Prior to the M'Naghten case, pleas of insanity did not result in acquittal (not guilty by reason of insanity): judge and jury were only concerned with whether the accused was guilty of the crime. Sentence was then imposed. The King (or President, or State Governor, or other relevant executive authority) could and often did then issue a conditional pardon based on the recommendation that the accused was in fact not responsible because not far removed from a wild beast or a child below the age of reason. The pardon would be conditional in that it would prescribe confinement at the pleasure of the Crown in a suitable institution -- which could be a snake pit asylum or a private asylum depending largely on the social and financial position of the convicted -- who remained a felon, duly convicted of the crime.
As "the science of mental health" became more respectable there has been emphasis on prevention, with some experts going so far as to advocate preventive detention of the irrational who might commit a crime. For a while it looked as if the DSM might solve this problem, by giving objective criteria for determining who was suffering from what madness, and what the prognosis for that particular "disorder" might be, and thus giving the authorities a basis for intervention. The intention was to prevent crimes and thus save innocent victims before they were massacred or assaulted. Good intention, but the problem was that detention of someone who might be dangerous but who has not yet committed a crime is a power easily abused, not only by errors of those with good intentions, but also by tyrants. Locking someone up as insane without a trial by judge and jury is a very serious matter, especially in cases where there has not yet been an actual crime.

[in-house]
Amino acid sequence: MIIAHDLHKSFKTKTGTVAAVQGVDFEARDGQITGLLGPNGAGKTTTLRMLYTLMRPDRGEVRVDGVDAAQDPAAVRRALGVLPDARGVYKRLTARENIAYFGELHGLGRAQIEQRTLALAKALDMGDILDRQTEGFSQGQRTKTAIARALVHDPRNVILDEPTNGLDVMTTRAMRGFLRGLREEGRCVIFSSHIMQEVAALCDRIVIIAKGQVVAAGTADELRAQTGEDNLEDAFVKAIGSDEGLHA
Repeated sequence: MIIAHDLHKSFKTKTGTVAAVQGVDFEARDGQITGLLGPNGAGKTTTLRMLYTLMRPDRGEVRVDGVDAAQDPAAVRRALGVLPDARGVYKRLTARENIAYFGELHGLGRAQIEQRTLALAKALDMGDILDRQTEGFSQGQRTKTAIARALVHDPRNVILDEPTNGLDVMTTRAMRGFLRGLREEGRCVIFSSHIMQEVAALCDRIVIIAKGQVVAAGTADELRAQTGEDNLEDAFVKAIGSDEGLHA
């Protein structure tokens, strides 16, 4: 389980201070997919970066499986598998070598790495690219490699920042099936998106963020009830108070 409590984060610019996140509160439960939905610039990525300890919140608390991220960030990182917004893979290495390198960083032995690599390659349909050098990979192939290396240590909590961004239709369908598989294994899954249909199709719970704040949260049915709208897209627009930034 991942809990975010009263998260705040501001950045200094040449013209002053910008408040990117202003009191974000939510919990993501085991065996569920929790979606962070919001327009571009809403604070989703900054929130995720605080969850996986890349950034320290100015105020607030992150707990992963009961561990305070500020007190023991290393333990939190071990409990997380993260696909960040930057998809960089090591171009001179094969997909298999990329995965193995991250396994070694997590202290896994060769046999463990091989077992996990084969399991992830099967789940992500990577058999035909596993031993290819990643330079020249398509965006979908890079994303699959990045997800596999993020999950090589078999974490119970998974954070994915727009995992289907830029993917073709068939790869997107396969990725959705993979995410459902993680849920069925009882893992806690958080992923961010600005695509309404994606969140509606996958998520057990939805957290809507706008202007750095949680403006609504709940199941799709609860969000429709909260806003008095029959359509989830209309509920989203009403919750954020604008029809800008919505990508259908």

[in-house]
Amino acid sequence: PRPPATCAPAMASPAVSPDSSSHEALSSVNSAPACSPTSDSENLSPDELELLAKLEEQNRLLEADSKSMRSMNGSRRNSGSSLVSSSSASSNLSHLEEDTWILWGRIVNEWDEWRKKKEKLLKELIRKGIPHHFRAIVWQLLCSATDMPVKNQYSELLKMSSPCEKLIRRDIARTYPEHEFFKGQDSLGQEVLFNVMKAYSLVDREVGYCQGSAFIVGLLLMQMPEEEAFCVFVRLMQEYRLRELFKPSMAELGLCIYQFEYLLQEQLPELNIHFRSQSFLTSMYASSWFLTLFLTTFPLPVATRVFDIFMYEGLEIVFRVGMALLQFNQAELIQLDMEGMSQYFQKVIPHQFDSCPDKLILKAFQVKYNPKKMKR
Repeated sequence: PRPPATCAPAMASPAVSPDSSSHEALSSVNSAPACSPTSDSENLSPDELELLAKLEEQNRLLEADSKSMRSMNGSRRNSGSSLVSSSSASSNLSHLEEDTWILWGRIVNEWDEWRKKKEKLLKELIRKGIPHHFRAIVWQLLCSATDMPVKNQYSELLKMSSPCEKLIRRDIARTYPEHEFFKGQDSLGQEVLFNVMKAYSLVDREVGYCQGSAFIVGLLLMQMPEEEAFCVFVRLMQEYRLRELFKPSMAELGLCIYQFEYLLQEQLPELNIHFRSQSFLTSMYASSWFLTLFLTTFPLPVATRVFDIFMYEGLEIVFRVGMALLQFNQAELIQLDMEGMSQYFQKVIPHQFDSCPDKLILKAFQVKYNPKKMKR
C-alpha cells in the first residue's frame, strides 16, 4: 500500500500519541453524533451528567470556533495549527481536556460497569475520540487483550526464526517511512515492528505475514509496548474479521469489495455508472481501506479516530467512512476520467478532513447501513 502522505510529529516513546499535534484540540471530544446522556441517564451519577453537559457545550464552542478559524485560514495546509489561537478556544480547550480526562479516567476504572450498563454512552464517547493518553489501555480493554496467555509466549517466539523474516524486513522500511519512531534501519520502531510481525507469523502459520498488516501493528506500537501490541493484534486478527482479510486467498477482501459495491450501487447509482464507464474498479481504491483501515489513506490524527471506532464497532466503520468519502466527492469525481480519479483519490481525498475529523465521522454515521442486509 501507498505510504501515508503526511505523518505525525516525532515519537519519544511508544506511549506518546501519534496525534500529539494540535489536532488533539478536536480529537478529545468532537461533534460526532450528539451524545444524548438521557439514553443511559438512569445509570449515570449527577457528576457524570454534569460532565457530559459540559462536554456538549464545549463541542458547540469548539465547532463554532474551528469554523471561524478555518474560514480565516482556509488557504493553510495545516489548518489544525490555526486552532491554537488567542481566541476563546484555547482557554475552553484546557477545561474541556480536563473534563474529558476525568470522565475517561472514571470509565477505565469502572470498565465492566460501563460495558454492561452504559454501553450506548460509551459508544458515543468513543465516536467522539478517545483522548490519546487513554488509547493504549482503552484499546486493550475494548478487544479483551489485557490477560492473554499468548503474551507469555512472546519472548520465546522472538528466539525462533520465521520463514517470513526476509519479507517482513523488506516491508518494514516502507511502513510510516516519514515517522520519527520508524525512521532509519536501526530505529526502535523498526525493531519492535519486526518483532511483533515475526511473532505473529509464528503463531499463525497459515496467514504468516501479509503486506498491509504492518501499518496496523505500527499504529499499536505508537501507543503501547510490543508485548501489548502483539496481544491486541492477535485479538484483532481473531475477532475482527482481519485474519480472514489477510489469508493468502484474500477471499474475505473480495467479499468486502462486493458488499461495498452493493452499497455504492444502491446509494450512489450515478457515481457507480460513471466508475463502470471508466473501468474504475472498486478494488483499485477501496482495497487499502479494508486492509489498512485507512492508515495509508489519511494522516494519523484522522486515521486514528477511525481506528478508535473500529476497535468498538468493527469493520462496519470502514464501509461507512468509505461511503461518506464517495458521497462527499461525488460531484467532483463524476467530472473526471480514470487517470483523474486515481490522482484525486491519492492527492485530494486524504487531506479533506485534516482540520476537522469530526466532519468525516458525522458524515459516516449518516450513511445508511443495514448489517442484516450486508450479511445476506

The problem is that the mental health profession is losing its confidence in the Diagnostic and Statistical Manual, which is only astonishing to me because it took so long. It was obvious to me from the beginning that the problems madness presented to the institutions of medicine, insurance, and the law were a great deal knottier than any "Manual" could solve or even authoritatively address; but then my graduate school text in Abnormal Psychology was Henderson and Gillespie, A Textbook of Psychiatry, written by practicing psychiatrists and greatly concerned with actual case histories and real experience with actual patients, not devoted to Freud, Jung, Horney, Dewey, or any other theory of the mind. They did not believe themselves infallible and often confessed that the profession didn't know everything or in some cases not much.
Most of my graduate studies in psychology were based on evidence, not therapeutic theory. The first edition of the DSM came after I left graduate school. I found that first edition of the DSM useless and often absurd, and in my judgment the trend through successive editions has been to make it both more "authoritative" and ridiculous. I am sure there are sections that are useful, but they are interposed between nonsense, and that's not the purpose of a manual. You don't find phlogiston in a chemistry manual.
Almost all the great psychological theories that we had to learn in graduate school are now shown to be no better (if no worse) than Hubbard's Dianetics, and based on not much more evidence. Freud, it turns out, made up many of his case histories: no wonder the highly lucrative practice of psychoanalysis was recommended by Freudians! But that's beating a dying horse.